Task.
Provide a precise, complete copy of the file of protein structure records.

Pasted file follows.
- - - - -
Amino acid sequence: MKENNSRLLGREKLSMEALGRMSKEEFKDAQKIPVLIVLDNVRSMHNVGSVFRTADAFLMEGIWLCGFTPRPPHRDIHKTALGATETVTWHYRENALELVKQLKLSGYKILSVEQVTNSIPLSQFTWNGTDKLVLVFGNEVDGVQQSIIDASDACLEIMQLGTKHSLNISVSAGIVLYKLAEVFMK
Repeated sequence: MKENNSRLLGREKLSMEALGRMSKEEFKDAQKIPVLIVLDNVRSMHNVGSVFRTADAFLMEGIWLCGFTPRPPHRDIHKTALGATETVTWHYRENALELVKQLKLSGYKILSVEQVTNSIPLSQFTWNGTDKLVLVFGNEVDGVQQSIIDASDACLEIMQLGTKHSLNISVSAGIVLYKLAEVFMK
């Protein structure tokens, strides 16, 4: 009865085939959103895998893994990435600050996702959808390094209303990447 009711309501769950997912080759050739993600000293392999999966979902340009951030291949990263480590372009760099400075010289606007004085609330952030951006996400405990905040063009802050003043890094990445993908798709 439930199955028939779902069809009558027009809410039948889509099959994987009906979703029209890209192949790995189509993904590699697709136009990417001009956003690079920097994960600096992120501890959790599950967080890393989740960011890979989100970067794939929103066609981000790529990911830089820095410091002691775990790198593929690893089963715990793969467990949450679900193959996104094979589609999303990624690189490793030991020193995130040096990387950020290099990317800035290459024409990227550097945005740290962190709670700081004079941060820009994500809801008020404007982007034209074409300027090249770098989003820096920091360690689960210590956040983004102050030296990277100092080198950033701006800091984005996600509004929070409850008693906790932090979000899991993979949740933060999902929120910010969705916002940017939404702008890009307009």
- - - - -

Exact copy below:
Amino acid sequence: MKENNSRLLGREKLSMEALGRMSKEEFKDAQKIPVLIVLDNVRSMHNVGSVFRTADAFLMEGIWLCGFTPRPPHRDIHKTALGATETVTWHYRENALELVKQLKLSGYKILSVEQVTNSIPLSQFTWNGTDKLVLVFGNEVDGVQQSIIDASDACLEIMQLGTKHSLNISVSAGIVLYKLAEVFMK
Repeated sequence: MKENNSRLLGREKLSMEALGRMSKEEFKDAQKIPVLIVLDNVRSMHNVGSVFRTADAFLMEGIWLCGFTPRPPHRDIHKTALGATETVTWHYRENALELVKQLKLSGYKILSVEQVTNSIPLSQFTWNGTDKLVLVFGNEVDGVQQSIIDASDACLEIMQLGTKHSLNISVSAGIVLYKLAEVFMK
């Protein structure tokens, strides 16, 4: 009865085939959103895998893994990435600050996702959808390094209303990447 009711309501769950997912080759050739993600000293392999999966979902340009951030291949990263480590372009760099400075010289606007004085609330952030951006996400405990905040063009802050003043890094990445993908798709 439930199955028939779902069809009558027009809410039948889509099959994987009906979703029209890209192949790995189509993904590699697709136009990417001009956003690079920097994960600096992120501890959790599950967080890393989740960011890979989100970067794939929103066609981000790529990911830089820095410091002691775990790198593929690893089963715990793969467990949450679900193959996104094979589609999303990624690189490793030991020193995130040096990387950020290099990317800035290459024409990227550097945005740290962190709670700081004079941060820009994500809801008020404007982007034209074409300027090249770098989003820096920091360690689960210590956040983004102050030296990277100092080198950033701006800091984005996600509004929070409850008693906790932090979000899991993979949740933060999902929120910010969705916002940017939404702008890009307009």